From Ringing to Roaring: Understanding the Four Different Types of Tinnitus

From Ringing to Roaring: Understanding the Four Different Types of Tinnitus

Tinnitus is very real, as it is a “sound” that is heard by the person experiencing it (subjective tinnitus), regardless of whether someone else can hear it (objective tinnitus). In fact, in MRI scans, magnetic imaging shows cerebral activity associated with auditory perception.

Is Tinnitus Real?

Tinnitus should always be thought of as a symptom and not a disease – just as arm pain could be a symptom of an underlying fracture. And since tinnitus can be a sign of certain medical complications, so it should never be dismissed, ignored or underestimated.

Although most cases of tinnitus are harmless and simply a byproduct of a damaged hearing system, you should see a hearing care professional under any of the following circumstances, if:  

  • you have persistent tinnitus
  • your tinnitus is only heard in one ear
  • your tinnitus is accompanied by dizziness and/or balance problems
  • your tinnitus is affecting your day-to-day activities

Which Type of Tinnitus Do You Have?

The Audiological specialty recognizes four major types of tinnitus. Some are temporary or treatable, while others are permanent or can only be managed, not cured.

  • Subjective Tinnitus:
    Subjective Tinnitus is the most common type, accounting for 95% of cases. It can only be heard by the person affected and is usually the result of exposure to loud noise. It can appear abruptly and last around three months in some cases or 12 months or longer in others. This type of tinnitus is strongly associated with hearing loss. When hair cells in the inner ear are damaged, the brain doesn’t receive the auditory signals that it is expecting, and creates the illusion of sound to compensate for those missing signals.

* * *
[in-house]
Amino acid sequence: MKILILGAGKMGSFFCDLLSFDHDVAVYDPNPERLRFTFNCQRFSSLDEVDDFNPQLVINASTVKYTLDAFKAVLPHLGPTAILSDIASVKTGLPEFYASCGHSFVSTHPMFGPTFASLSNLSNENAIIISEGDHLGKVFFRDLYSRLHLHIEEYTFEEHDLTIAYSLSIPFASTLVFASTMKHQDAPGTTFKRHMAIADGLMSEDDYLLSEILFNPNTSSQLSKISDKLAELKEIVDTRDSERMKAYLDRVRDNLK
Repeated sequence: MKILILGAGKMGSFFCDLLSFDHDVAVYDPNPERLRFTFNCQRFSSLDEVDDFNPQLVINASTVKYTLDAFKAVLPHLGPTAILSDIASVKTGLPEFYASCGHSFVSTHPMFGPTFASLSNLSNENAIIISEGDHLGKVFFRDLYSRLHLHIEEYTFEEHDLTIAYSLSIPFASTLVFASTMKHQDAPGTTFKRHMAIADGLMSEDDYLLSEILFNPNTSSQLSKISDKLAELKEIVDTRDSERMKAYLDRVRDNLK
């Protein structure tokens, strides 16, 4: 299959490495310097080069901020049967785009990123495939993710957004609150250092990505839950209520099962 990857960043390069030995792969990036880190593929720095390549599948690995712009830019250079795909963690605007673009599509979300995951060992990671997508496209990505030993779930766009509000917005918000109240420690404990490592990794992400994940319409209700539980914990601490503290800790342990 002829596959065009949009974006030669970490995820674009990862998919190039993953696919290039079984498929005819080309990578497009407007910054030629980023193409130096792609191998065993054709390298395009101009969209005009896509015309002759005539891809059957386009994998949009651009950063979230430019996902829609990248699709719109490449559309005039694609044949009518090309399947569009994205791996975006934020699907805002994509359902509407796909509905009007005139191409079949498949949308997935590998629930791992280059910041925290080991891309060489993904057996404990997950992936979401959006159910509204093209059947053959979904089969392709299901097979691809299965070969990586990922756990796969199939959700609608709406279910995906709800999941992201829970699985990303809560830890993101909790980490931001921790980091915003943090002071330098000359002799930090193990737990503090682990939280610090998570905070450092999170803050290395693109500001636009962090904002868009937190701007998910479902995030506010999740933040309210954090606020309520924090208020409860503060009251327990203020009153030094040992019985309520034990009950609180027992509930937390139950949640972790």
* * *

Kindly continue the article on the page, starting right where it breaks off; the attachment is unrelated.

• Objective Tinnitus:
    Objective Tinnitus is the only form that can actually be heard by someone else if they put their ear very close to yours, or it can be heard by a doctor using a stethoscope. It is the rarest form, and thought to be caused by involuntary muscle contractions or vascular deformity. Patients with this type often describe it as a “pulsing” sound occurring in time with their heartbeat. This kind of tinnitus is commonly connected to cardiovascular issues, such as damaged blood vessels or a heart murmur. The root cause can usually be identified and treated successfully with surgery or other medical treatment. Pulsatile tinnitus, or hearing one’s heartbeat in the ear, can in rare cases signal a serious medical complication and should be evaluated medically right away if it occurs frequently.
  • Neurological Tinnitus:
    Neurological tinnitus is caused by a disease that affects your nervous system, such as Meniere’s disease. Patients with this form also tend to experience dizziness, vertigo and balance issues. While doctors can treat the underlying cause to bring some relief, there is usually no cure, and so the tinnitus will likely be permanent.
  • Somatic Tinnitus:
    Somatic tinnitus results when the sensory signals coming from various parts of your body are disrupted, causing a spasm that produces tinnitus. Somatic is from the Greek meaning “of the body”, and somatic tinnitus is defined as tinnitus which is caused, worsened, or otherwise related to your body’s own sensory system. People with this type of tinnitus often have it in only one ear, and it can vary dramatically throughout the day. Depending on whether a root cause can be diagnosed, your ENT doctor may be able to come up with an effective treatment plan.